Each state has a pre-determined number of electoral votes based on the population of the State, and whichever candidate garners the largest number of electoral votes, becomes president. Thus it is possible that one candidate can garner a greater number of ‘popular votes’, but the other candidate may win the election, as the presidential election is really a series of 50 individual state elections for president, rather than the entire country voting as one, across state lines.
In recent years Americans seem to have become ever more partisan in their political beliefs, which is in marked contrast to what has been happening in the UK, where traditionally, the Conservatives were the party for the upper and middle classes and Labour was the party for the working class.
These days, class barriers have largely been broken down in Britain, and parties can and do attract voters across the political spectrum. Indeed, they have found to their cost that voters from all walks of life can be extremely fickle in their political allegiances.
But not so, it would seem in the USA, where a vast majority – maybe more than 90% of the electorate – either love President Obama or hate him. They are either dedicated Democrats or committed Republicans and their beliefs and political views are so polarised that no compromise, or agreement on bi-partisan policies seems remotely possible.
We have seen this in Congress over the past few years, where they have failed to even pass a federal budget, and where many other critical other legislative programmes have ground to a halt, due to the total lack of compromise from either side.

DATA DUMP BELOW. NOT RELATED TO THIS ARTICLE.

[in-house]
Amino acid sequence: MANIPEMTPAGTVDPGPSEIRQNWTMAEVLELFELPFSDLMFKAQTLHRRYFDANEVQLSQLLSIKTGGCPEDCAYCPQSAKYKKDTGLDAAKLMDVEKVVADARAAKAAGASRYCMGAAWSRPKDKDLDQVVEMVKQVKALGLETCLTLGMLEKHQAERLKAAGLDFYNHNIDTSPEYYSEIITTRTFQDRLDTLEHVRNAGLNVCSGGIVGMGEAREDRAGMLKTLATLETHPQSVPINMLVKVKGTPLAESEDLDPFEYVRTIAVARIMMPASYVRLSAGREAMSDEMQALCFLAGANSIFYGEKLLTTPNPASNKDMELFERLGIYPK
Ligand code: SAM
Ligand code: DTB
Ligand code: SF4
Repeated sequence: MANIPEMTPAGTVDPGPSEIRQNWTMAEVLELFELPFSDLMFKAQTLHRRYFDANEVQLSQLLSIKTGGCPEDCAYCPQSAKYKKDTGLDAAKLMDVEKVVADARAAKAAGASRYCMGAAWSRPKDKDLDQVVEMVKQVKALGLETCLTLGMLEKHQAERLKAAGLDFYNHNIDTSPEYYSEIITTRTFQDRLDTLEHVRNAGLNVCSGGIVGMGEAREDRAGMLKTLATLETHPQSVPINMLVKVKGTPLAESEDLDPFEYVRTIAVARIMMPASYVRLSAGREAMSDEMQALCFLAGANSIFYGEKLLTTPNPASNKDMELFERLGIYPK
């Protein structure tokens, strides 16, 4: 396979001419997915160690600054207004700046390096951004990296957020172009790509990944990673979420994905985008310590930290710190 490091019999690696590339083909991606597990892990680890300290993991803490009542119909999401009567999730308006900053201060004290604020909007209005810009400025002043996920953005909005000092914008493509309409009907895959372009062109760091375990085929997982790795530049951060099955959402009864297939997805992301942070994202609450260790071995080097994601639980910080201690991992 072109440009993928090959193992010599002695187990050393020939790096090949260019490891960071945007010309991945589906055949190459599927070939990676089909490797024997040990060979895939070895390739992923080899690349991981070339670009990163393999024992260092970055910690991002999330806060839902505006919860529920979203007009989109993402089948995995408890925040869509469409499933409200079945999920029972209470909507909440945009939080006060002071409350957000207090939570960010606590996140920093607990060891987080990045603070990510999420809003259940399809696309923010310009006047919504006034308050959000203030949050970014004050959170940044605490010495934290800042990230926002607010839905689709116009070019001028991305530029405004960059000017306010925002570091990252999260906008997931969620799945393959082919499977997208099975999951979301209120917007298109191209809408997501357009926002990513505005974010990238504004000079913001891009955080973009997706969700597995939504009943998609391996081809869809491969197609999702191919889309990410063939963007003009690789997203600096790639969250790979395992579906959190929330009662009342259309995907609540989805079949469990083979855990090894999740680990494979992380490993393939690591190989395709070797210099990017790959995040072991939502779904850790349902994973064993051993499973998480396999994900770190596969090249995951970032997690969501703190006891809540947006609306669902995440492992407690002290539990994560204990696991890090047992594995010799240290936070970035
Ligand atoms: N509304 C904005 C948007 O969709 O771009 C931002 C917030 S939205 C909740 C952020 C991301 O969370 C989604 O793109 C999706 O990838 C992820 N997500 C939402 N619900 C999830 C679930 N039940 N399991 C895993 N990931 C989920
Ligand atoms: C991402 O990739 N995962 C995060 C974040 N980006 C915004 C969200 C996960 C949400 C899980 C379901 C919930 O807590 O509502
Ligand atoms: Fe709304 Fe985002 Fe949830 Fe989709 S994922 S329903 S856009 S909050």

I have heard Obama and his Democrats blame recalcitrant Republicans for this impasse, and I have heard speaker Boehner and other leading Republicans similarly blame the intractable Democrats. Who to believe? Who is telling the truth and who is lying?
The answer is that both sides are lying and both sides are telling the truth. There are obstinate members of congress on both sides and it would seem that a blunt refusal to shift even a tiny bit on political dogma is more important than getting the country moving again.
This polarisation of most American voters means that the outcome in the forthcoming election in as many as 44 of the 50 states is already pre-determined. If you live in California, New York, or Illinois then your state will certainly go for Obama, and if you are in Texas, Alaska or Utah, you will choose Romney. And so it goes on – right across the USA, and because the country is so divided, they have now reached the point where a mere handful of swing voters in states such as Florida, Virginia, and Colorado will almost certainly decide who their next president will be.
I weep for America and the obscene amounts of money that they waste on their elections and the partisan deceits and drivel that both sides try to ram down the throats of an already hugely biased electorate.
Let’s face it, the real truth of the matter is that most voters haven’t got a clue what the state of their economy is all about; what and who really caused the recession, or have anything approaching an informed opinion on the best ways to sort it.
As for other ‘heady’ political matters – I doubt whether more than 10% could even point to a map of the world and show you where Israel or Iran are, let alone have any sensible opinions on America’s policies in this highly volatile part of the world.
Butt…Butt…Butt…I don’t give a hoot!…